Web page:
The people with alcohol issues will appreciate this next analogy. (But if you don’t know, most liquor stores keep the really good stuff on the top shelf and the rest in descending order.) I like to joke about everyone starting on the top shelf (or close to it) with the good stuff – but in the end you end up with a plastic bottle of Popov vodka from the bottom shelf because it fits in your coat pocket. So if one in seven Americans will develop a substance use disorder – then guess what? Six of them won’t. Congratulations if you’re one of them – I’m not. We’re the type who end up picking from the bottom shelf for the sake of expediency. We’re the ones who drink for effect and the taste doesn’t even matter at that point. But how did we get there? Even more extreme, how does a heroin user end up associating needles with getting high – to the point that the sight of any type of paraphernalia causes intense cravings?
It’s the associations formed in the brain between that pleasurable experience and the events associated with it. It’s the cravings caused by the brain’s wanting, even if the liking isn’t all there (due to something called tolerance). It’s because a pattern of reinforced behaviors became associated with what the brain determines as pleasure. We are designed to seek out pleasure, and as such, we are designed to be addicted to pleasurable things.
What is Normal?
If we learn anything from studying other cultures (and their foods thanks to Mr. Zimmern) it should be that these reinforced behaviors and pleasures are normal to that individual even if they are not normal to you. So with addiction please stop with the moral issue discussions. It has nothing to do with that. It has everything to do with understanding how our brains work, what is and becomes pleasurable, and how we form behavioral patterns. For example, a child that is raised to view alcohol use as a pleasurable event will continue to do so into adulthood until another positively reinforced pattern alters that view. Do we blame the individual for the reinforced behavioral patterns their culture caused? Or do we seek to understand them so we can work together to build new patterns? One method is confrontational and pointless. The other method is empathetic and useful.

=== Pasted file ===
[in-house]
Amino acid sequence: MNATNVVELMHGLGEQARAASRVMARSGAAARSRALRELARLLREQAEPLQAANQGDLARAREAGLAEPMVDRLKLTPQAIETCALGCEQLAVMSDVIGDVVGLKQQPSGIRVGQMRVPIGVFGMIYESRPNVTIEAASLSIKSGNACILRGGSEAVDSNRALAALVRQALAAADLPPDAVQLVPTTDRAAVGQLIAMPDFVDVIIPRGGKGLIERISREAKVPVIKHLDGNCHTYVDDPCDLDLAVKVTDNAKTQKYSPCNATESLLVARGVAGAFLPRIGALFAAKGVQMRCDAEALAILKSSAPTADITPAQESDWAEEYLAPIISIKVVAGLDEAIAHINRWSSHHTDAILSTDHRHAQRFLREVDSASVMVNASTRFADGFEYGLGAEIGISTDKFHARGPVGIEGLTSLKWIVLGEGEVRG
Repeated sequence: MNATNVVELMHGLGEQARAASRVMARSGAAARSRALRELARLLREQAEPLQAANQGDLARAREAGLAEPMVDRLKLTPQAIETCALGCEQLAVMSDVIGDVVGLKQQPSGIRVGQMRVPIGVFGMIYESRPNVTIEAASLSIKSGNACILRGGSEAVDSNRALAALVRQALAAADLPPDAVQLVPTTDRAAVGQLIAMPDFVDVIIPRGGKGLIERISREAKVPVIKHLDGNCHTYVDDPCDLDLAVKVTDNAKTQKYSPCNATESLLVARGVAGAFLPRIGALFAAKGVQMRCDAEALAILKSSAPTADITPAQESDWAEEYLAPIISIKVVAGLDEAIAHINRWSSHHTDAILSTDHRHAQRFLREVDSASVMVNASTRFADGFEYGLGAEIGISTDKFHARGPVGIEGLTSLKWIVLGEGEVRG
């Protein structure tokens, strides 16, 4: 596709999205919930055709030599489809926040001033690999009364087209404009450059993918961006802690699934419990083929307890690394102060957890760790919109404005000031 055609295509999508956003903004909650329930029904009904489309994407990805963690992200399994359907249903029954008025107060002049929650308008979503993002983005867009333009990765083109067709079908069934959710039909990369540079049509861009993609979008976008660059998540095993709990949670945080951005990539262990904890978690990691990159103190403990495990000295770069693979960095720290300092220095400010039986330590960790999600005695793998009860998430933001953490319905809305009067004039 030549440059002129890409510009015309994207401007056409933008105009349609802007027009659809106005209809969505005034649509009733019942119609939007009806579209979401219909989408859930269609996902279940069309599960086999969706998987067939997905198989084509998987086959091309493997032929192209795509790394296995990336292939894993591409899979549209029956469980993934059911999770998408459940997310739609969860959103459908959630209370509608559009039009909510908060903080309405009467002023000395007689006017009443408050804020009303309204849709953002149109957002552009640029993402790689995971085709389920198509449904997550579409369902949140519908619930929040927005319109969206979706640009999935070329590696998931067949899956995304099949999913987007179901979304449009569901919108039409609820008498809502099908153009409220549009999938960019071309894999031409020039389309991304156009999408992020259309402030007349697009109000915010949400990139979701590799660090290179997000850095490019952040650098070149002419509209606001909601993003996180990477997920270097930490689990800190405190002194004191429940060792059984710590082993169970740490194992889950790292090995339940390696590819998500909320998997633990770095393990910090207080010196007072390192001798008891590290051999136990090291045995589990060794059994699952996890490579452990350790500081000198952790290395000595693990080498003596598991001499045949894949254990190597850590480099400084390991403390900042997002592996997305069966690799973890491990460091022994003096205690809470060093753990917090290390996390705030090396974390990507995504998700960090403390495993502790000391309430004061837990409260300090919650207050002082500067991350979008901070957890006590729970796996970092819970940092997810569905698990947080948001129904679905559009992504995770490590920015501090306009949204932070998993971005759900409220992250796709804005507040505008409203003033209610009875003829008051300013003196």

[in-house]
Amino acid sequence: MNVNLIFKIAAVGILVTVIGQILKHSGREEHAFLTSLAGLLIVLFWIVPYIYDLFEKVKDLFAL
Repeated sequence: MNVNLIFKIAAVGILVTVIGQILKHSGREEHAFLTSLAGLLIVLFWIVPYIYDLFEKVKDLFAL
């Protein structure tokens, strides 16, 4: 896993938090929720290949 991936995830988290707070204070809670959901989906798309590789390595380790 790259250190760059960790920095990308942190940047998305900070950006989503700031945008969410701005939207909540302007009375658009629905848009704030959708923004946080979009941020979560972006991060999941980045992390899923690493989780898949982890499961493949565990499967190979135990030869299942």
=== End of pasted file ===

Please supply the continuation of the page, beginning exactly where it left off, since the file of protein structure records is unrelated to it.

Retraining our Brain
A phrase I say often when I run groups or teach about addiction: Recovery is not about not doing something – it’s about finding something different to do (you should read that twice). That is a truly positive statement. See, changing someone’s addictive behavioral patterns based on pleasure requires learning a new method of finding pleasure with new behavioral patterns. Punishment, ostracizing, mocking, marginalizing, or condescending sympathy do absolutely nothing but reinforce the original pleasure-seeking behavior (this sucks so bad I’m going back to what I know felt good). If we can’t offer something of equal value and reset the brain to want that – then we will never be successful in breaking addiction.
As a person in long term Recovery for alcohol my primary focus is my mental health. My personal journey is about awareness and understanding, and finding new ways to deal with life, new ways to find pleasure, new ways to turn my brain off (which never happens by the way), and new ways to socialize. My efforts are towards creating new reinforced behavioral patterns that eventually become my new normal.
These reinforced behavioral patterns that we all carry are deeply engrained in both our conscious and subconscious. Have a little grace with yourself – and a lot of grace for others. It took us all a while to get here – it will take us a while to get somewhere else.